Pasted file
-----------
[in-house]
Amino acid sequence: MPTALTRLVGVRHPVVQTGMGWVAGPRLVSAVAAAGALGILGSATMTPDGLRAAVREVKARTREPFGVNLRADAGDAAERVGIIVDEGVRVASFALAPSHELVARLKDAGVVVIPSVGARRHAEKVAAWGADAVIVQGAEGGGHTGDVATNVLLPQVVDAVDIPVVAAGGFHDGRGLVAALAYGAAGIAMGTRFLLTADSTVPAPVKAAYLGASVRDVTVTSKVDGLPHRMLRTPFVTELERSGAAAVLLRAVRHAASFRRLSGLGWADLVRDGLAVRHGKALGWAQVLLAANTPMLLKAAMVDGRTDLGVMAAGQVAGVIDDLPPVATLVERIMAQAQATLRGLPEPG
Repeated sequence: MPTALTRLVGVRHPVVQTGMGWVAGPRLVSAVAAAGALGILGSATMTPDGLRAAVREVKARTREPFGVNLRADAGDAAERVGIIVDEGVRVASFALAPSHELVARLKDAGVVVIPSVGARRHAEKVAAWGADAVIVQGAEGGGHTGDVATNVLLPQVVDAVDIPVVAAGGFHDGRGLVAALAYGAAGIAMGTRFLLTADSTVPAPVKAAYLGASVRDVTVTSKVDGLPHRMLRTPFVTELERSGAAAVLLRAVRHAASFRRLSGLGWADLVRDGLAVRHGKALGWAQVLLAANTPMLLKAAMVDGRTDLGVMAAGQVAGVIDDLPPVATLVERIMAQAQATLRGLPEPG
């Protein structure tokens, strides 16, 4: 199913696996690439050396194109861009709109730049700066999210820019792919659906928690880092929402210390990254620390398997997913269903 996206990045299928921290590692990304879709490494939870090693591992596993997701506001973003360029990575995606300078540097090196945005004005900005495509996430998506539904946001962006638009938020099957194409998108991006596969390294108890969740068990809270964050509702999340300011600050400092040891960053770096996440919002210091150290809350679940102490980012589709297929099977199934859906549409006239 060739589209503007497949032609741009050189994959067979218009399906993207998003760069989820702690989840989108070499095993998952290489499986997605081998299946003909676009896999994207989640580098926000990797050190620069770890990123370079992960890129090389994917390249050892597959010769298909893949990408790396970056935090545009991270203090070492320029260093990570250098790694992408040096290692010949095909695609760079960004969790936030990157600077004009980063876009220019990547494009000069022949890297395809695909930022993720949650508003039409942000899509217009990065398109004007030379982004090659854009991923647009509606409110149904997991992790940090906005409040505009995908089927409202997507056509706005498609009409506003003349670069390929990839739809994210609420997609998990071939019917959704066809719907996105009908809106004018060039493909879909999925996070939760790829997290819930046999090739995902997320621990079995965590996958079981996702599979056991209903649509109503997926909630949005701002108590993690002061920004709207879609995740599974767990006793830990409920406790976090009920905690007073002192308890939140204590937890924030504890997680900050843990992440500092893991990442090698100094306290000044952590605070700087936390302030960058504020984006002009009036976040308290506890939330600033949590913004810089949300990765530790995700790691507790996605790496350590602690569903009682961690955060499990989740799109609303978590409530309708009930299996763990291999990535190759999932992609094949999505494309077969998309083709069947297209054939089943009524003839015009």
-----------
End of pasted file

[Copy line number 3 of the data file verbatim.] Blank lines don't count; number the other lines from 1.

Repeated sequence: MPTALTRLVGVRHPVVQTGMGWVAGPRLVSAVAAAGALGILGSATMTPDGLRAAVREVKARTREPFGVNLRADAGDAAERVGIIVDEGVRVASFALAPSHELVARLKDAGVVVIPSVGARRHAEKVAAWGADAVIVQGAEGGGHTGDVATNVLLPQVVDAVDIPVVAAGGFHDGRGLVAALAYGAAGIAMGTRFLLTADSTVPAPVKAAYLGASVRDVTVTSKVDGLPHRMLRTPFVTELERSGAAAVLLRAVRHAASFRRLSGLGWADLVRDGLAVRHGKALGWAQVLLAANTPMLLKAAMVDGRTDLGVMAAGQVAGVIDDLPPVATLVERIMAQAQATLRGLPEPG